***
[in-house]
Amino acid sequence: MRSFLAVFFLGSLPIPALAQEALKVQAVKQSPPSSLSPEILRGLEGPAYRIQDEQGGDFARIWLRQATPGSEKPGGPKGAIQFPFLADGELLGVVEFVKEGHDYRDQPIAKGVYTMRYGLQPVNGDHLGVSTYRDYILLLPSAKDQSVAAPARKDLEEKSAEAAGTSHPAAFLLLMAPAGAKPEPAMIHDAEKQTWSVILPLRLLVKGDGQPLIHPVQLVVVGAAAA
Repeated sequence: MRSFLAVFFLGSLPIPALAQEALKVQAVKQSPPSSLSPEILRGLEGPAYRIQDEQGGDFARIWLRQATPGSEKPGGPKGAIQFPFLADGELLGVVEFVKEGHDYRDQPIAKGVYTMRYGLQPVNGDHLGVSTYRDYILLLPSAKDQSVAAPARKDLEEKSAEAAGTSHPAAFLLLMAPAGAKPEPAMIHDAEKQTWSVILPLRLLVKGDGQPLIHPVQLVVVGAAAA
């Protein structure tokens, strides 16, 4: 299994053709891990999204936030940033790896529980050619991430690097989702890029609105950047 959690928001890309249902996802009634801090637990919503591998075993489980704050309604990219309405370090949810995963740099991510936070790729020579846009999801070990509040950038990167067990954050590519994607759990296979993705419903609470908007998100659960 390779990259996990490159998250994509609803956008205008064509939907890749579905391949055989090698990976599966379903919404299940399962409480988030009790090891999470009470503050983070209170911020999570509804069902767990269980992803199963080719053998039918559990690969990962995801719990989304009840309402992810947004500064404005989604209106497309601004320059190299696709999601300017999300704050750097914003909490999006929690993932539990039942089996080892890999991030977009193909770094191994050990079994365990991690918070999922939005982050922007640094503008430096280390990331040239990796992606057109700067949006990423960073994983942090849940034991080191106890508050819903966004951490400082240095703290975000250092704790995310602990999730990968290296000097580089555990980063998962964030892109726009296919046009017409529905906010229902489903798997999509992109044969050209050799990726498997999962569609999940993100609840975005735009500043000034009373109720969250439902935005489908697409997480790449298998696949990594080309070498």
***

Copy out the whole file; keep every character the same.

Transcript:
[in-house]
Amino acid sequence: MRSFLAVFFLGSLPIPALAQEALKVQAVKQSPPSSLSPEILRGLEGPAYRIQDEQGGDFARIWLRQATPGSEKPGGPKGAIQFPFLADGELLGVVEFVKEGHDYRDQPIAKGVYTMRYGLQPVNGDHLGVSTYRDYILLLPSAKDQSVAAPARKDLEEKSAEAAGTSHPAAFLLLMAPAGAKPEPAMIHDAEKQTWSVILPLRLLVKGDGQPLIHPVQLVVVGAAAA
Repeated sequence: MRSFLAVFFLGSLPIPALAQEALKVQAVKQSPPSSLSPEILRGLEGPAYRIQDEQGGDFARIWLRQATPGSEKPGGPKGAIQFPFLADGELLGVVEFVKEGHDYRDQPIAKGVYTMRYGLQPVNGDHLGVSTYRDYILLLPSAKDQSVAAPARKDLEEKSAEAAGTSHPAAFLLLMAPAGAKPEPAMIHDAEKQTWSVILPLRLLVKGDGQPLIHPVQLVVVGAAAA
């Protein structure tokens, strides 16, 4: 299994053709891990999204936030940033790896529980050619991430690097989702890029609105950047 959690928001890309249902996802009634801090637990919503591998075993489980704050309604990219309405370090949810995963740099991510936070790729020579846009999801070990509040950038990167067990954050590519994607759990296979993705419903609470908007998100659960 390779990259996990490159998250994509609803956008205008064509939907890749579905391949055989090698990976599966379903919404299940399962409480988030009790090891999470009470503050983070209170911020999570509804069902767990269980992803199963080719053998039918559990690969990962995801719990989304009840309402992810947004500064404005989604209106497309601004320059190299696709999601300017999300704050750097914003909490999006929690993932539990039942089996080892890999991030977009193909770094191994050990079994365990991690918070999922939005982050922007640094503008430096280390990331040239990796992606057109700067949006990423960073994983942090849940034991080191106890508050819903966004951490400082240095703290975000250092704790995310602990999730990968290296000097580089555990980063998962964030892109726009296919046009017409529905906010229902489903798997999509992109044969050209050799990726498997999962569609999940993100609840975005735009500043000034009373109720969250439902935005489908697409997480790449298998696949990594080309070498």